First published in February 2013, the 3rd most popular post of 2013 describes how we create stunning paper wigs for exhibitions. Based on period hairstyles found in magazines, fashion plates, paintings, and photograph, paper wigs help create the total look of a dressed mannequin. Use this detailed how-to to create a wig based on your favorite era. If you do try your hand at making a paper wig, be sure to send us a picture!
When dressing a mannequin for exhibition, it's important not to overlook the details. Careful attention to the total look makes an ensemble, and an exhibition, complete. Fully dressed mannequins also help visitors better understand the time-period on display. Once we've selected a garment for inclusion in an exhibition, we consider accessories. Is jewelry appropriate? Should she carry a handbag? What about shoes? And most importantly...what about hair?
Through trial and error, we've developed an inexpensive and relatively simple way to create paper wigs. The first step, of course, is research. What period will the mannequin represent? Using the date of the garment, research period images (if available), or other artistic representations of hairstyles. Useful sources can include fashion plates, photographs, paintings, and magazines. Many images can be found online, but don't forget to reference print sources. Once you've determined the desired look of your wig, get yourself a pad of 14x17 inch 70 lb drawing paper.
Remove a sheet of paper from the pad, fold on a diagonal angle, and cut along the fold. Leaving a 1/2 inch edge, cut 3/8 to 5/8 inch wide strips. It's important to leave a 1/2 inch margin, as it will be used to help anchor the hair to the mannequin. Straight cuts approximate straight hair, while curved lines create waves. We sometimes use pinking shears to create added texture.
As you build the wig, keep the desired hairline in mind. We've found that if you don't pay attention to creating a natural hairline, the wig can look odd. It also helps to remember that you're not making hair; you're making an abstract interpretation of hair. In other words, you're sculpting. And you're not creating a perfect hairstyle. Even paper hair appears more natural when it's very slightly imperfect and asymmetrical.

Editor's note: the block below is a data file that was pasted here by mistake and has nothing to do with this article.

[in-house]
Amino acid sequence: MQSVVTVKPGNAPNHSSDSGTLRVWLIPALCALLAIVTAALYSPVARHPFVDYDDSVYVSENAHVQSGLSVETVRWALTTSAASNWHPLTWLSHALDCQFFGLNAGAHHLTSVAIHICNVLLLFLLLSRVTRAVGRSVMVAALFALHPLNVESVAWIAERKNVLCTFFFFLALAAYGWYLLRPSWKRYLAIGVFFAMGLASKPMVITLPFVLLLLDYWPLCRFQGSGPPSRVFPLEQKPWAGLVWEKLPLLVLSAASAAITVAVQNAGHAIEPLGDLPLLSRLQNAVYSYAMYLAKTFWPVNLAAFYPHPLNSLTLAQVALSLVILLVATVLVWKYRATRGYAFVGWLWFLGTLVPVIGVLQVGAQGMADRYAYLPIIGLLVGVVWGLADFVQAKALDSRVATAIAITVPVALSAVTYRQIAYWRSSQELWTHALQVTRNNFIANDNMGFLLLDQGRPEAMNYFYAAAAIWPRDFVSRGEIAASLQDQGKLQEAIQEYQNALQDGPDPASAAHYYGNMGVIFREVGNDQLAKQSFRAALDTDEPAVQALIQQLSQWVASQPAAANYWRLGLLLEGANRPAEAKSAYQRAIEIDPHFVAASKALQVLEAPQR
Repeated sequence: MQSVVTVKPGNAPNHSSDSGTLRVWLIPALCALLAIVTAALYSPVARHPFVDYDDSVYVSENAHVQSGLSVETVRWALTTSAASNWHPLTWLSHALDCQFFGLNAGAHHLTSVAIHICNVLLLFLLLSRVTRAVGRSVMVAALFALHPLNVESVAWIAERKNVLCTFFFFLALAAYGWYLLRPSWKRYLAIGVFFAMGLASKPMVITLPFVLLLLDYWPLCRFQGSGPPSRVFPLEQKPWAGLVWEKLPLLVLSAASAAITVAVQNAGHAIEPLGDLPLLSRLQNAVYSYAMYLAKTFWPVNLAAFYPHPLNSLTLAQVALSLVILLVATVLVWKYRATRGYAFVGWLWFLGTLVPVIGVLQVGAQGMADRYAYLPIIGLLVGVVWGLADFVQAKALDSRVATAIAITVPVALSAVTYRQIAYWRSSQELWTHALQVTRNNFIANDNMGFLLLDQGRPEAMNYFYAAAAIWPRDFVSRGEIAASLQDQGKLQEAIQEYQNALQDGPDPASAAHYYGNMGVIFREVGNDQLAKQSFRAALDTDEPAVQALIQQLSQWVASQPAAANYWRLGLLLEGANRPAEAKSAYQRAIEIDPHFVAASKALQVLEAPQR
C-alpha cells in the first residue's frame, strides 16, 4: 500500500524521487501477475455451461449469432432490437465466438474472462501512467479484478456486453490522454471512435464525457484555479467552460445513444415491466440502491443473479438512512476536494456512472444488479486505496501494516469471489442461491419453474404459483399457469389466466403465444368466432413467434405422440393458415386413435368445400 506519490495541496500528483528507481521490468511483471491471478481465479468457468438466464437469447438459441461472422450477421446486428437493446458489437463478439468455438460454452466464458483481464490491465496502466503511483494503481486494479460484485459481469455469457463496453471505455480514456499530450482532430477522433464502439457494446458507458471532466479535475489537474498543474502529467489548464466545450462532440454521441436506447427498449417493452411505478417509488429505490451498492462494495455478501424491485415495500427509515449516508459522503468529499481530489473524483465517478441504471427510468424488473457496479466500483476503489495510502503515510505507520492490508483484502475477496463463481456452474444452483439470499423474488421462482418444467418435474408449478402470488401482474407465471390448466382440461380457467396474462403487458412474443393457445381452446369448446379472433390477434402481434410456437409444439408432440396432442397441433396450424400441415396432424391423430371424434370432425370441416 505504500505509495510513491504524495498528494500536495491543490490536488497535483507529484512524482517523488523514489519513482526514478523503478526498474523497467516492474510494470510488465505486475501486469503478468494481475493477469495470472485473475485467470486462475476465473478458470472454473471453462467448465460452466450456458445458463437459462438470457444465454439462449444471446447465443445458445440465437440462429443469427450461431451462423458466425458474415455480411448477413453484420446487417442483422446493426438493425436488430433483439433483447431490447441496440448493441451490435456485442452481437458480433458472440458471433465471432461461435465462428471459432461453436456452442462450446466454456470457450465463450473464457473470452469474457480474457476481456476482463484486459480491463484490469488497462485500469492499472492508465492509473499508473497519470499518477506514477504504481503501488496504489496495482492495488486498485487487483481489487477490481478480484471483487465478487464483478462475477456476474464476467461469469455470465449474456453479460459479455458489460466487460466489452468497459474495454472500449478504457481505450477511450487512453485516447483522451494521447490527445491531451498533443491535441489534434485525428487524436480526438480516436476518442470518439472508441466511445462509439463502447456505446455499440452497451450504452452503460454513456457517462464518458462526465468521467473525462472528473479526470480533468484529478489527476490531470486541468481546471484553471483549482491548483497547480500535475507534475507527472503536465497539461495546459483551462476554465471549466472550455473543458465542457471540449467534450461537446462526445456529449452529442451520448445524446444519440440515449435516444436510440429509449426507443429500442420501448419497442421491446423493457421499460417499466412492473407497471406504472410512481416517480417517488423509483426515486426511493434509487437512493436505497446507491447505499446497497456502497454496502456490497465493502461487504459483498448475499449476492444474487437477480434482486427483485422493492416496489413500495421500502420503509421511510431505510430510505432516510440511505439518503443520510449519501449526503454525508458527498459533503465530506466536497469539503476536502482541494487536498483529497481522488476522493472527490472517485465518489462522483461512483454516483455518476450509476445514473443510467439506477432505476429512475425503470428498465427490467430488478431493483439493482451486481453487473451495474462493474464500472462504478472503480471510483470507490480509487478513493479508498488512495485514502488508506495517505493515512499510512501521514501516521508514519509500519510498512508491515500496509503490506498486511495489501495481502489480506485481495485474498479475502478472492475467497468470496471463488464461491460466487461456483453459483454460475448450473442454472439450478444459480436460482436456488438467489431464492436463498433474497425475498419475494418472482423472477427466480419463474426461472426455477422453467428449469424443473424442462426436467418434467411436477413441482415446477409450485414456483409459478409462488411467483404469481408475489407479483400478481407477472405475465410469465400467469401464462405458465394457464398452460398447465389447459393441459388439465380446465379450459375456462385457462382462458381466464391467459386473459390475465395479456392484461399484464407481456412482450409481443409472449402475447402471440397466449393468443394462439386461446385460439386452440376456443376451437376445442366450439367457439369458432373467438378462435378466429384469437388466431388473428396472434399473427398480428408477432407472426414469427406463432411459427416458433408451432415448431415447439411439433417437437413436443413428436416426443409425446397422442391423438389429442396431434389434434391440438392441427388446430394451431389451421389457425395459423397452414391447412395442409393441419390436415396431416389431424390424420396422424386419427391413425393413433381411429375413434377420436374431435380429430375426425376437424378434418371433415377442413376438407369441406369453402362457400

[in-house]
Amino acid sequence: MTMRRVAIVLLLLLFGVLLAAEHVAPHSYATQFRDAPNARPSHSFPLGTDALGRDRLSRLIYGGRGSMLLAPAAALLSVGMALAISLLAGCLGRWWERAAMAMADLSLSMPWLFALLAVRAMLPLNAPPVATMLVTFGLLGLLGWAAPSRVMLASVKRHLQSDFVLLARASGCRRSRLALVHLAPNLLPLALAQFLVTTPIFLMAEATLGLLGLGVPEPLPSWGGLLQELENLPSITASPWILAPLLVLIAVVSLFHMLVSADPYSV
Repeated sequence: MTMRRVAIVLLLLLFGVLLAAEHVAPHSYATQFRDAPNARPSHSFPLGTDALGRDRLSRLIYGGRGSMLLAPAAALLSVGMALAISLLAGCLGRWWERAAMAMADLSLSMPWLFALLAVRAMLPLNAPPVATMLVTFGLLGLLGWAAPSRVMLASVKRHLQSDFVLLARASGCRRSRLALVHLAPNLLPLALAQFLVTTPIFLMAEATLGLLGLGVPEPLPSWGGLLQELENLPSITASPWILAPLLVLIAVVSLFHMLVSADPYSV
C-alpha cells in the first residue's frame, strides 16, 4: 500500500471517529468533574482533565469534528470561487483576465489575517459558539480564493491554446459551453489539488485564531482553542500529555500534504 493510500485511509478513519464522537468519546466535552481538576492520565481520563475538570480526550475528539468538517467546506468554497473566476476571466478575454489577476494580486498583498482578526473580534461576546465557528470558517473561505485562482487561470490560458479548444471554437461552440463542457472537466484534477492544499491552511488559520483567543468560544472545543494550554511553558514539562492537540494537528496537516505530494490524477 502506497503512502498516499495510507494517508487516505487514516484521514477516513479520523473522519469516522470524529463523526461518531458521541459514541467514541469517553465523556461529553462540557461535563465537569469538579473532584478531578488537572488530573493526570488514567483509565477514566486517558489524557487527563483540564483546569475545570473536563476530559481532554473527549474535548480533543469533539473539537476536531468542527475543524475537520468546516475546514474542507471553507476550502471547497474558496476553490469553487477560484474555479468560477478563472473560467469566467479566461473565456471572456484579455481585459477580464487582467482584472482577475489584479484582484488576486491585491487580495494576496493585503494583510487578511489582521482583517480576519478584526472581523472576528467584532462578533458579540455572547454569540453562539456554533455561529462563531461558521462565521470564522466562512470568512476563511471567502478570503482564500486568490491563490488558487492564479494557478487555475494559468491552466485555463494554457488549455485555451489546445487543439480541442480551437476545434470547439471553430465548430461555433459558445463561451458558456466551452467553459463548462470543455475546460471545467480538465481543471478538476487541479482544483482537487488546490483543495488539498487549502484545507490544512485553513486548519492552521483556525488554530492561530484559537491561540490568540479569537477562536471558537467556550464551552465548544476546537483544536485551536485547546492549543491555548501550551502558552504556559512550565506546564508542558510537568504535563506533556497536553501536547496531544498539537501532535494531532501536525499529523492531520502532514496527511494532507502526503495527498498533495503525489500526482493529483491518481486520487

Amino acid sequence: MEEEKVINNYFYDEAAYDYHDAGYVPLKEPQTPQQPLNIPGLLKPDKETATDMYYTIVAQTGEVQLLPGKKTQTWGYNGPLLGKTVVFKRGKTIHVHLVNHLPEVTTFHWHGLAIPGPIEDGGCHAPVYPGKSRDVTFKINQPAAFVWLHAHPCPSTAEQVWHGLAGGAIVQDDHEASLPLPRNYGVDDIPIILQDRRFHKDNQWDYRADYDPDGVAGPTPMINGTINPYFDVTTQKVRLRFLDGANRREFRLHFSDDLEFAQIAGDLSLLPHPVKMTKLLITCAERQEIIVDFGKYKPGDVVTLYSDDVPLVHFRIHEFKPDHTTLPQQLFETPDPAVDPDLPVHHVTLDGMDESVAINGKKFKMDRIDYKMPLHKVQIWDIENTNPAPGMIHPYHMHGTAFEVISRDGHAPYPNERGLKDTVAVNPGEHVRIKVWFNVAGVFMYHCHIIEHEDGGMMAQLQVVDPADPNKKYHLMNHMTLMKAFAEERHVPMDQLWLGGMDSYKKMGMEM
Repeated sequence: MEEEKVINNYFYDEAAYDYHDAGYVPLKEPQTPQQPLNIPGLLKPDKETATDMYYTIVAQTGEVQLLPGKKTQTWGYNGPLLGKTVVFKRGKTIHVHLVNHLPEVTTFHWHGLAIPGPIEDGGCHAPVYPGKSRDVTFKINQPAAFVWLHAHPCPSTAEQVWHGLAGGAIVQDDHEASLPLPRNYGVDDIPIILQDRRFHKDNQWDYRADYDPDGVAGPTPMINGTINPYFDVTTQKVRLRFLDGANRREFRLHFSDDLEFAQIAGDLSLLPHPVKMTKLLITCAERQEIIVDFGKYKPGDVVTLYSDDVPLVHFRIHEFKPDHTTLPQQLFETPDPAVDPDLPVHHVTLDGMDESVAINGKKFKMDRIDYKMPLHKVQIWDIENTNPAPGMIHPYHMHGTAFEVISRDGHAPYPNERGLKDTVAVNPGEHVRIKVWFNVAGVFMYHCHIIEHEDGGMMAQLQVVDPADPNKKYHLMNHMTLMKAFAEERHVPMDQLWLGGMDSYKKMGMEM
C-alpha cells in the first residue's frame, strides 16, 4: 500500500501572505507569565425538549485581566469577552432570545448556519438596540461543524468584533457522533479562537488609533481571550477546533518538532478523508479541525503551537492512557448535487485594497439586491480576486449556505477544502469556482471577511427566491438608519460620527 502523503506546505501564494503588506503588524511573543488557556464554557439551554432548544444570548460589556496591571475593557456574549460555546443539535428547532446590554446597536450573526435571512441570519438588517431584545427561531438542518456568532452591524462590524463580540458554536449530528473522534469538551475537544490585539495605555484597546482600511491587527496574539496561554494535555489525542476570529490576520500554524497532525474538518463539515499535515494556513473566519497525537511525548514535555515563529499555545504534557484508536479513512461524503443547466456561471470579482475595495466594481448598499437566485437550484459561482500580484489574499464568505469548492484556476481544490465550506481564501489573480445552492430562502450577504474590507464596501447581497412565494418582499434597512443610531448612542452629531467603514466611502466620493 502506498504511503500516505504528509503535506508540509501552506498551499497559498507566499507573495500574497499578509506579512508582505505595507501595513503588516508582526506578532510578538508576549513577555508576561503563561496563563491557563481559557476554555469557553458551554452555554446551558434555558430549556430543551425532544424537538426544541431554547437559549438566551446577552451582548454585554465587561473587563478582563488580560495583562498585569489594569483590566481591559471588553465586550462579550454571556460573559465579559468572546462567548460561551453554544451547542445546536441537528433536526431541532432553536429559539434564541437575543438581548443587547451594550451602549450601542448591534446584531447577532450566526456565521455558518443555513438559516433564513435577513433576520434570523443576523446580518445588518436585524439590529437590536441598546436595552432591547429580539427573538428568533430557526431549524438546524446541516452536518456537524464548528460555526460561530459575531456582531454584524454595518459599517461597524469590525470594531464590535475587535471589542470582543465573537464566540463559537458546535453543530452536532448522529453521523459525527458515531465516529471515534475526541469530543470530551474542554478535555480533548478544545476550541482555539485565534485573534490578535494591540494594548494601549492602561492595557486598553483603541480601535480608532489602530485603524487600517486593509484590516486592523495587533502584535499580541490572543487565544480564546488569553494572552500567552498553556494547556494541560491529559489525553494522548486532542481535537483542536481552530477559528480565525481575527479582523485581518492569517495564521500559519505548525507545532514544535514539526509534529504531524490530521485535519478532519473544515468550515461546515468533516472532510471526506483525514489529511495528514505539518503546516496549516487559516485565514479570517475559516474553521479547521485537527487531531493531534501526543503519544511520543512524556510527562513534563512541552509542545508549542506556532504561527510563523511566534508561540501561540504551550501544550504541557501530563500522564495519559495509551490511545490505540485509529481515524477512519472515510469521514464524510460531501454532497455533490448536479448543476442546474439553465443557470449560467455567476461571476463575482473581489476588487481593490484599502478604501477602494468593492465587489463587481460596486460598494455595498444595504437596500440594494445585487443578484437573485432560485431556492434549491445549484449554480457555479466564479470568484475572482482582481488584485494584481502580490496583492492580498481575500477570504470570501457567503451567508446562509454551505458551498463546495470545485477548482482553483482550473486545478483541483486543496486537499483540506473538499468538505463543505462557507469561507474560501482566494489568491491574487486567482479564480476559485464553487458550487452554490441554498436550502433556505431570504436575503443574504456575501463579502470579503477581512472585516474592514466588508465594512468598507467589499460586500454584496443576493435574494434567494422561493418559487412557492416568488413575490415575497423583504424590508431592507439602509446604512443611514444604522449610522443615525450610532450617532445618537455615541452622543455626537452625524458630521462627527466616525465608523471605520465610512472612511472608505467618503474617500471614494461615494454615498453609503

Once you've cut several segments of hair, begin attaching them to the mannequin. If we're making a particularly elaborate wig, one we hope to keep for a long time, we'll sometimes use a plain juliet cap for the foundation. Usually, we work directly on the mannequin. We generally use scotch tape, but you might want to experiment with different tapes, depending on your mannequin finish.
Note that a few strands fall forward; these pieces will be curled. This hair will have a bit of extra decoration, but no hat. When you're building the wig, don't forget to consider if you'll be including hats, veils or other headwear.
Front hair has been pulled back and taped together, creating a topknot. The long strands at the nape will be pulled up, filling out the hairstyle. If a hairstyle is particularly full, you might consider creating a tissue paper rat, a slightly crumpled wad of paper placed inside the hairstyle, creating additional fullness. This technique was used on the c. 1895 wig pictured above.
As you're forming the wig, remember the layout of your gallery. Will the wig only be seen from the front, or will it be seen in the round? You'll probably want to concentrate your energy on the portion of the wig that will be most obvious to visitors, but don't ignore the rest. You can't create a belivable wig unless you incorporate all angles.
Ta-da! She's finished! Kevin used a wonderful arrow hairpin to complete the wig, but you can also use artificial flowers, ribbon or other ornaments. This wig, along with the others seen in this post, is currently on display in A Century of Cotton: Selections from The Helen Larson Historic Fashion Collection, 1800-1900, now on view in our Larson Gallery. Plan a visit and view these wigs in person!